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Hello fellow Lockdowners:

Today I broke the Hub, starting with his eyebrows.

He wasn’t able to get his hair cut before the lockdown. This isn’t really a big issue because…how to put this delicately? Having too much hair on his head hasn’t been a problem for him for decades. But at breakfast I looked up and realized that overnight two furry little animals had crawled onto his face and died. In their death throes, their scary spikey fur was standing straight out above his eyes. When I pointed this out, he got worried because he’s been doing video business meetings and classes online, and the dead animals eyebrows would certainly be visible.

So he did what anyone with a PhD in a highly complex and technical field would do. He took the electric clippers I’d gotten for the dog and gave himself a trim, hair AND eyebrows. When he came in to show me, I screamed. Apparently, his dead face-animals must have attracted rabid badgers, who gnawed his hair and eyebrows off in patches (leaving, for some reason, the respectable beginnings of a rattail at the back of his head).

Clearly, he’d had a terrific time. With the zeal of a convert, he asked if I wanted him to trim the dog’s fur next or—here he looked at my hair speculatively—maybe my hair would be easier to maintain during the lockdown if I didn’t have so much of it to worry about.

For the next month at least, he’ll be the one in the Zoom meetings wearing the full face mask and hat. The dog will probably take that long to come out from where she’s hiding behind the stove. And I’m working on digging a new flower bed that just happens to be a little over six feet long.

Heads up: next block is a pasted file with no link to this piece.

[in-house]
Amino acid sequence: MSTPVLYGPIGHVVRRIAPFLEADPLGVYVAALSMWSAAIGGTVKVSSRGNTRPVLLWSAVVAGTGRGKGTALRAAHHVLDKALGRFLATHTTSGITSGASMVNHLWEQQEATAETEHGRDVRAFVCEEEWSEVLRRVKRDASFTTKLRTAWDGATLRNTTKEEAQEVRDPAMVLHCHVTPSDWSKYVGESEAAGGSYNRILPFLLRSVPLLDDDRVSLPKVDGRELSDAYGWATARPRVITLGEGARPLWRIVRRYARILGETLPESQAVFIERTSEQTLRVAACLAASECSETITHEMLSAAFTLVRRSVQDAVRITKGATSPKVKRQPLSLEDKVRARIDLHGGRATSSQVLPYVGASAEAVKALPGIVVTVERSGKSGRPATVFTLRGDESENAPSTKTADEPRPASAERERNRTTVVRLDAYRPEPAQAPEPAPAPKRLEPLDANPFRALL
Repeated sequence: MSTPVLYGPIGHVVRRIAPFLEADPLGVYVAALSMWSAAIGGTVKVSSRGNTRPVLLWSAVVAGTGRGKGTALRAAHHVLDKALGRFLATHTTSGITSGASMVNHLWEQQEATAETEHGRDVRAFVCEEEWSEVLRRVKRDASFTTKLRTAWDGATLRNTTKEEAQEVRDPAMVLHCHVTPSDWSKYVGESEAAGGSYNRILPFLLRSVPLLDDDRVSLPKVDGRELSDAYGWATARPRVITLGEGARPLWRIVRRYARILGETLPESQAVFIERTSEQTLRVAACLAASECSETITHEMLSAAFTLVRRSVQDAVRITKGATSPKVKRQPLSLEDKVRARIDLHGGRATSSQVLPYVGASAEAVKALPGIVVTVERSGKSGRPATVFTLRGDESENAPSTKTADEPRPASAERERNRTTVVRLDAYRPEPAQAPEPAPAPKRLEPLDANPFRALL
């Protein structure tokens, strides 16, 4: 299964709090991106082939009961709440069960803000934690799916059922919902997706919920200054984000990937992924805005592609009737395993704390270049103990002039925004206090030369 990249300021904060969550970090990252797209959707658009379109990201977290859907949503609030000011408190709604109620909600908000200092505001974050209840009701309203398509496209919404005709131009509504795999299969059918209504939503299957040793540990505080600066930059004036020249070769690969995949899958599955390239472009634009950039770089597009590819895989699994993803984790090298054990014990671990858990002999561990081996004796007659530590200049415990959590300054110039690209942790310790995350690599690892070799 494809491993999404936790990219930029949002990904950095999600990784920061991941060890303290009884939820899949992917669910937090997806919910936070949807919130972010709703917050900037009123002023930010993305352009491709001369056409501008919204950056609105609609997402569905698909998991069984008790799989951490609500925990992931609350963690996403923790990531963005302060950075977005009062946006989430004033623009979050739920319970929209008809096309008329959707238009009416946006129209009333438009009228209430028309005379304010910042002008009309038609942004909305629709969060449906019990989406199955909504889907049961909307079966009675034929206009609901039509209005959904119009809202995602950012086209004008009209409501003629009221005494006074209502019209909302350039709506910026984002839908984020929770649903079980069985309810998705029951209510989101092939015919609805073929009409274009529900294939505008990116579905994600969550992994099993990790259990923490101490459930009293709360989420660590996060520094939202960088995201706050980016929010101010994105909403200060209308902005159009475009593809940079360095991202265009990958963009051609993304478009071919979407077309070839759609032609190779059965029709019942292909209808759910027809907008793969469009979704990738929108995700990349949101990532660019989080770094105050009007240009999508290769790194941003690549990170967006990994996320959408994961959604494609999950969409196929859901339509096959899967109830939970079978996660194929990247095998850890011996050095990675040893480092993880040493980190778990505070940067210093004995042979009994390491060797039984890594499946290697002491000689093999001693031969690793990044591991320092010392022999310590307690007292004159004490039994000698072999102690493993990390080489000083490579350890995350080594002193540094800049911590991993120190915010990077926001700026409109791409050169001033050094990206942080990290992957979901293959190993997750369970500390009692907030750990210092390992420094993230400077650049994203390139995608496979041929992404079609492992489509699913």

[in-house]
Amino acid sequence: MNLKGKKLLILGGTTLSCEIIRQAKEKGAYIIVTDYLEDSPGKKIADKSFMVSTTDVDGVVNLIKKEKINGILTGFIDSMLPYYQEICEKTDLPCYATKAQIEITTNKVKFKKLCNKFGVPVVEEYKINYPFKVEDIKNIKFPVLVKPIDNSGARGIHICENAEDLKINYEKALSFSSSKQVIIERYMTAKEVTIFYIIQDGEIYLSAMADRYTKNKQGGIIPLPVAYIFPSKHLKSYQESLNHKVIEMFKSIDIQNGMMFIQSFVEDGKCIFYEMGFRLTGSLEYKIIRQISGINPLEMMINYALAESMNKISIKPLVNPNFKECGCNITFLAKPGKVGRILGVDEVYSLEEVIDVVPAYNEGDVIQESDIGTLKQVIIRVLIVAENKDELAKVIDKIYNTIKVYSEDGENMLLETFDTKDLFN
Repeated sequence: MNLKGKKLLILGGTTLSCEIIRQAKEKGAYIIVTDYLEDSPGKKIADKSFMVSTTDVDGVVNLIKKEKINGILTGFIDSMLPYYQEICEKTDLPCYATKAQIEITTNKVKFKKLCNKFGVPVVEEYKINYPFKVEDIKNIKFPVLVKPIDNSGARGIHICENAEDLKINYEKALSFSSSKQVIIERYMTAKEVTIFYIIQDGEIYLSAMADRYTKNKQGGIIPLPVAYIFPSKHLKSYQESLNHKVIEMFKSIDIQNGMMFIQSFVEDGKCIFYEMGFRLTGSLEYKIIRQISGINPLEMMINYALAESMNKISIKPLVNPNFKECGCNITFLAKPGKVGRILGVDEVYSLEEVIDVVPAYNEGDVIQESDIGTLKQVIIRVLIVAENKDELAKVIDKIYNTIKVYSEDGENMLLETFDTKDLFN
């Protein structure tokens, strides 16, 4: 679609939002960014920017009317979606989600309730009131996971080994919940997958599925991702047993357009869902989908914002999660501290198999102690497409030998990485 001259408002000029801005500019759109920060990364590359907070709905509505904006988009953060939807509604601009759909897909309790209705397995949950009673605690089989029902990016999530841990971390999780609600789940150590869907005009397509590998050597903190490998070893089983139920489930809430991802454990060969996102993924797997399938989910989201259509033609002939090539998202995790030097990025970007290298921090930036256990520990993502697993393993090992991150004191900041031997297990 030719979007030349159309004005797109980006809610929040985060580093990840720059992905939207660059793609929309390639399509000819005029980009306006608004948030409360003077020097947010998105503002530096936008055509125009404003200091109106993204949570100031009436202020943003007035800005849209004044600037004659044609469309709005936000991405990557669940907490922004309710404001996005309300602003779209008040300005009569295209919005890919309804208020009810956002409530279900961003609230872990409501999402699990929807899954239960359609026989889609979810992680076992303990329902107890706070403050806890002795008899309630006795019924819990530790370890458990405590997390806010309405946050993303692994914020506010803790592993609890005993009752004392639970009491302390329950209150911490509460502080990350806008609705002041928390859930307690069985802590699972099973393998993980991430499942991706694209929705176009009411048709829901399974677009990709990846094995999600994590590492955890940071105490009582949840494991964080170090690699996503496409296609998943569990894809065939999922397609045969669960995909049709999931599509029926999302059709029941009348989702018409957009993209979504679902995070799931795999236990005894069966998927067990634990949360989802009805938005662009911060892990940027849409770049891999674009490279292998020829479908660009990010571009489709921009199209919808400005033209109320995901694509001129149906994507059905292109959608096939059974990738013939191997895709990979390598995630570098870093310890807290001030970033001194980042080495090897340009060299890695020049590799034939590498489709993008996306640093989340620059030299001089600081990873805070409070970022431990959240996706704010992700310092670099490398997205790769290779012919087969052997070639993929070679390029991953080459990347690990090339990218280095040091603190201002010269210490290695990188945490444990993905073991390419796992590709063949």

I’m not alone in finding myself a bit homicidal after weeks of lockdown togetherness. Check out these clips from the absolutely hysterical Chris Enss:


Luckily for the Hub’s longevity and my continuing life goal of avoiding enforced lockdown from within a prison, the weather here is spectacular and I continue to be amazed by my good luck in living on the Isle of Arran, off the coast of Scotland. As an American, one of the most consistently astonishing things about living across the pond, is how seriously OLD stuff here is. We’ve lived in a thousand year old castle in England. For 450 years, people there had turned left at the modest sign advising that the Rising of the North was plotted there in 1569. Here on Arran, we can hike out to see rings of standing stones, manmade mysteries which have stood here for over 5000 years.

And today, we visited Dun Fionn, an iron age viking fortress within our two-mile daily dog walk lockdown limit. We walked along deserted beaches and climbed to the ancient stones. There’s almost no information about this fort, but where I stood, others have stood for thousands of years, keeping watch over their small settlement and the death that could arrive at any moment from disease, war, starvation, and pure bad luck.

Suddenly, a bad lockdown haircut doesn’t seem so bad.